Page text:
Note that Aλ depends on the photometric band
centred at 5500 A) :
B = B0 + AB
Aλ is a strong function of wavelength and scales as
Aλ ∼ 1/λ (not as strong as Rayleigh Law ∼ 1/λ4)
There is much stronger absorption in the blue than
in the red → reddening by interstellar dust
The interstellar extinction law. The extinction caused by dust is plotted against wavelength and extends from the ultraviolet through to the near-infrared. [Based on data from Savage & Mathis, Ann. Rev. As- tron. Astrophys., 1979.]
Colour indices, e.g. B − V , are reddened so that the
observed value is:
= (B0 − V0) + (AB − AV )
where (B − V )0 is the intrinsic value (no extinction)
and EB−V = AB − AV is the colour excess or redden-
ing, which tells us how reddened a source is, based
on the extinctions in the two magnitudes
For the V photometric band, AV ' 3 EB−V (as shown
in the plot above)
If the intrinsic colour, (B − V )0, can be predicted
from spectrum, then EB−V can be calculated using
EB−V = (B − V ) − (B − V )0
EB−V data can then be used to map the dust distri-
bution in space
Extinction gets less severe for λ & 1µm as the wave-
length gets much longer than the grains
For sight lines through the Galaxy at the Galactic
poles: AV ' 0.00 to 0.05 mag
At intermediate galactic latitudes: AV ' 0.05 to 0.2 mag
In Galactic plane, extinction can be many magni-
tudes in V and UV (less in IR). Distribution can be
patchy (e.g. Baade’s Window, in the bulge)
Towards the Galactic Centre: AV 20 mag
X-rays can pass through dust grains (AK ' 3 mag)
Extinction is the absorption and scattering of light
by dust
AV is the extinction in the visual waveband (for ex-
E(B − V ) ≡ EB−V is the colour excess or ‘reddening’
the visual band ∼ 3.0 (see the graph on page 26)
Spinning dust grains tend to align with their long
axes perpendicular to the local magnetic field (Davis-
Greenstein Effect)
netic field: extinction produces polarised light
Polarisation will tend to be parallel to the magnetic
field: polarisation measurements of starlight reveal
the direction of the magnetic field
Dust also reflects light, with some polarisation: ob-
servable as reflection nebulae, where faint diffuse
starlight can be seen reflected by dust
Dust absorbs light - warms the dust - re-emits the
light as black-body radiation (approximately)
So dust has diffuse black-body emission superim-
posed on reflected starlight spectrum
Wien’s displacement law states that the maximum
of the Planck function Bλ of a black body at a tem-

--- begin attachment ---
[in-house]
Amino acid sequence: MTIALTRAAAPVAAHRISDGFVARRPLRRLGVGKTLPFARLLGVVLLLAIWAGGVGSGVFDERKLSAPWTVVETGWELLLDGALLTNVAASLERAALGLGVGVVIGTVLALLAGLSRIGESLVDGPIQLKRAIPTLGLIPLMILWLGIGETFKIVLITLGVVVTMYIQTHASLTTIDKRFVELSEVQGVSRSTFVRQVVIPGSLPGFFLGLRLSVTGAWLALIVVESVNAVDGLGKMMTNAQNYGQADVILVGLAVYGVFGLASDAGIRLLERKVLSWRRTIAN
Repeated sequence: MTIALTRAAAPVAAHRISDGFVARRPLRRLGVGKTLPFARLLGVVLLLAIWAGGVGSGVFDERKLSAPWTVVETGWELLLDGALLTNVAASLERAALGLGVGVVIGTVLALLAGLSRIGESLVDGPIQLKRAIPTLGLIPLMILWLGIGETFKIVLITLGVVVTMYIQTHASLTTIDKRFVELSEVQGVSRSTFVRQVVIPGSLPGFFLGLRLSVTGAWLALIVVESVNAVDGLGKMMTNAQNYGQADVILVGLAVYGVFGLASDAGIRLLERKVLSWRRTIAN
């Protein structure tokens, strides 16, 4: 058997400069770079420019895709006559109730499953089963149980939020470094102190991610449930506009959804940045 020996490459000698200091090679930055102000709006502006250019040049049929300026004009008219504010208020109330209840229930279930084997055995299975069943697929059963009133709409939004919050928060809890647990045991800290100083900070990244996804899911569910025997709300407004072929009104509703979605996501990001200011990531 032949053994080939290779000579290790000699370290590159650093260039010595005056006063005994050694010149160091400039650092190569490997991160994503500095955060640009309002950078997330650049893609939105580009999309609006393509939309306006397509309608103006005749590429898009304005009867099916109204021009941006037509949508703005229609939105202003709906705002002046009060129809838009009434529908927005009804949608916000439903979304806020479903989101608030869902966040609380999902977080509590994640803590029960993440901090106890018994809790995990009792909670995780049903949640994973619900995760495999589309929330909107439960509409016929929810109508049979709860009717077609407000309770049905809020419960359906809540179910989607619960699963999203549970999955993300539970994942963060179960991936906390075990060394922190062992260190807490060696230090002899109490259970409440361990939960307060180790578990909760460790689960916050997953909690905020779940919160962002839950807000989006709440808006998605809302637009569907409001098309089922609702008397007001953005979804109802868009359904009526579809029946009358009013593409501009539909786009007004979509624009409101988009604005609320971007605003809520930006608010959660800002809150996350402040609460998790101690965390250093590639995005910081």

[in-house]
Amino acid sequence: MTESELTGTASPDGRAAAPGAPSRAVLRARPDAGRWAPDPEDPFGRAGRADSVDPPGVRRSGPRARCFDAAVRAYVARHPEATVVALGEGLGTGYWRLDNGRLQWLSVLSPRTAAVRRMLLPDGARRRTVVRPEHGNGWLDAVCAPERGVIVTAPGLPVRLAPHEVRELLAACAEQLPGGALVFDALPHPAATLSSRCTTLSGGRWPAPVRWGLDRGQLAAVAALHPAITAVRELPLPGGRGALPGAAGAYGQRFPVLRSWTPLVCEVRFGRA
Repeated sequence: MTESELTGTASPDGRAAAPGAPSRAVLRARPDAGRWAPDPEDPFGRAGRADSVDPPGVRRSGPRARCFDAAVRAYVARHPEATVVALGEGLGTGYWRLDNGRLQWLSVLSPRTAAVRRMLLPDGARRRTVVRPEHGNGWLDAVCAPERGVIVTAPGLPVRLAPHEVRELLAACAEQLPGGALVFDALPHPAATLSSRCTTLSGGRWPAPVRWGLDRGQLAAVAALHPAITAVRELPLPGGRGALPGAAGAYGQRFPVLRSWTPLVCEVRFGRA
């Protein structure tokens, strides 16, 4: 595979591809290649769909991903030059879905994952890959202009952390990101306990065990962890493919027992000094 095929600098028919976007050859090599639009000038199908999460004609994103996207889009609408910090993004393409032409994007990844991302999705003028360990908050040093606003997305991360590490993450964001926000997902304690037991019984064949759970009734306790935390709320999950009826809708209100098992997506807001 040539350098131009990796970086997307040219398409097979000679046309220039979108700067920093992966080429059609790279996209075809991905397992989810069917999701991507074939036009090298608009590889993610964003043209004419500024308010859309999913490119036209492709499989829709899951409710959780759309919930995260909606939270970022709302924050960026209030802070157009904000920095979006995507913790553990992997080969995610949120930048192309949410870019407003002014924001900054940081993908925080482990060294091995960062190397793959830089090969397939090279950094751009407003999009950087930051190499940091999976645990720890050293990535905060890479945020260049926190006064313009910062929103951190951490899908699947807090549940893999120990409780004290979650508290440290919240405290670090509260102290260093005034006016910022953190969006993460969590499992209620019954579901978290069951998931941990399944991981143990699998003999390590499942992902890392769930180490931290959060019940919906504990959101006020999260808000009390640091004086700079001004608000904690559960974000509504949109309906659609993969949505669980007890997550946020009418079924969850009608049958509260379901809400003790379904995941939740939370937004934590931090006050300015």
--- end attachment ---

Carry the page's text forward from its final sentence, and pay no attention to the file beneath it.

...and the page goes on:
perature T is found at a wavelength
λmax = 2.898× 10−3
This predicts that the peak of the black-body spec-
trum for dust at a temperature of T = 10 K will be
at a wavelength λmax = 290 µm
for dust at T = 100 K will be at a wavelength λmax =
29 µm
and for T = 1000 K will be at λmax = 2.9 µm
So radiation emitted by dust will found in the in-
frared, given the expected temperatures of dust
Stars form by collapse of dense regions of the ISM
under their own gravity
i.e. in cores of molecular clouds, where gas is cold (∼ 10 K) and densities relatively high ≥ 1010 molecules
Figure 7: A star-forming HII region within M16, The Eagle Nebula. The blue-green colour from the mostly ionised gas is caused by the light of [OIII] and Hβ emission lines from neutral hydrogen atoms. The gas is being ionised by ultraviolet radiation from hot, young stars off the top of the picture. The dark pillars, in contrast, are regions of cold, dense molecular hydrogen gas in which star formation is occurring. They are dark because the cold molecules emit virtually no light and because of the absorption of light by dust mixed with the gas. The ultraviolet radiation is ‘burning’ away the surface of the cold gas by photoionisation. [Hubble Space Telescope image produced by NASA, ESA, STScI, J. Hester and P. Scowen (Arizona State University).]
self-attraction > hydrostatic pressure support
For gas of uniform density ρ, the Jeans length λJ is
the diameter of a region of gas just large enough for
gravitational force to exceed pressure support:
λJ = cs
where cs is the speed of sound in the gas
The Jeans mass is the mass of a region that has a
diameter equal to the Jeans length:
MJ =
( 4
The free-fall collapse time Tff , is the time taken for
a static cloud to collapse under its own gravity in
the absence of gas pressure
The free-fall collapse time for a spherically symmet-
ric distribution of mass with a total mass M and
initial radius R to collapse from rest is
Tff = π
where ρ is the mean density before the collapse starts
(see also the introductory material in lecture 1)
Star formation can be self-propagating
Stars form, heat up and ionise cold molecular gas → outward flow of gas compresses gas ahead of it
galaxies means that star formation occurs preferen-
tially in the arms